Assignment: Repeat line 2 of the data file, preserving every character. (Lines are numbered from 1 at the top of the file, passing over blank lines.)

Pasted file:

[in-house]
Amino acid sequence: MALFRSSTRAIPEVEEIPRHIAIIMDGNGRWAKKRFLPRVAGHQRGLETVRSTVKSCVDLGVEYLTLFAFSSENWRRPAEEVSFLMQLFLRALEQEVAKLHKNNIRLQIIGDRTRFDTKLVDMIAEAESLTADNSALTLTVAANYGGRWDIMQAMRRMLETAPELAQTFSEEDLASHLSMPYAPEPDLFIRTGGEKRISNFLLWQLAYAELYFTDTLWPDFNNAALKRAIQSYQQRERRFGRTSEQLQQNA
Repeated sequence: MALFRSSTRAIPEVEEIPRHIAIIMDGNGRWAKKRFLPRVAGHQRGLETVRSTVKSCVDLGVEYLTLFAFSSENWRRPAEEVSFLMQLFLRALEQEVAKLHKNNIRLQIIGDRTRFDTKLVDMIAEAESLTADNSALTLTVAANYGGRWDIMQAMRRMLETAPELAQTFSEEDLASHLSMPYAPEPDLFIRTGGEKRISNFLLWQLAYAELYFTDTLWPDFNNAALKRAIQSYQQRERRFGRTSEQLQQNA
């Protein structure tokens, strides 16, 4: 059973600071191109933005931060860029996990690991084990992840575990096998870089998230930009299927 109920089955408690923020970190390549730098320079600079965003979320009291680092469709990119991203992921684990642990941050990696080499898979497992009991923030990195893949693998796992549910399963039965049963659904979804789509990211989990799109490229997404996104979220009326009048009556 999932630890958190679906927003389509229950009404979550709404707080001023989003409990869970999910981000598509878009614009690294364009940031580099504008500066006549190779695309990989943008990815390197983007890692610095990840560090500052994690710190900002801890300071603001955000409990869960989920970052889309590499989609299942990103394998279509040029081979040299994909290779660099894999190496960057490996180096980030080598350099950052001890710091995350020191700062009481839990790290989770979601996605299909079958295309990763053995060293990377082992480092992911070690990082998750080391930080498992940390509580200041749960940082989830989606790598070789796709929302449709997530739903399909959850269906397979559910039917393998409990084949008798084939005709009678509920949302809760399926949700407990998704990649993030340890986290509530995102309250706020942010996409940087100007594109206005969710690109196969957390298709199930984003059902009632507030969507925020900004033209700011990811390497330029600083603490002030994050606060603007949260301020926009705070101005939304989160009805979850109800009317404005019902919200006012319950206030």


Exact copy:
Amino acid sequence: MALFRSSTRAIPEVEEIPRHIAIIMDGNGRWAKKRFLPRVAGHQRGLETVRSTVKSCVDLGVEYLTLFAFSSENWRRPAEEVSFLMQLFLRALEQEVAKLHKNNIRLQIIGDRTRFDTKLVDMIAEAESLTADNSALTLTVAANYGGRWDIMQAMRRMLETAPELAQTFSEEDLASHLSMPYAPEPDLFIRTGGEKRISNFLLWQLAYAELYFTDTLWPDFNNAALKRAIQSYQQRERRFGRTSEQLQQNA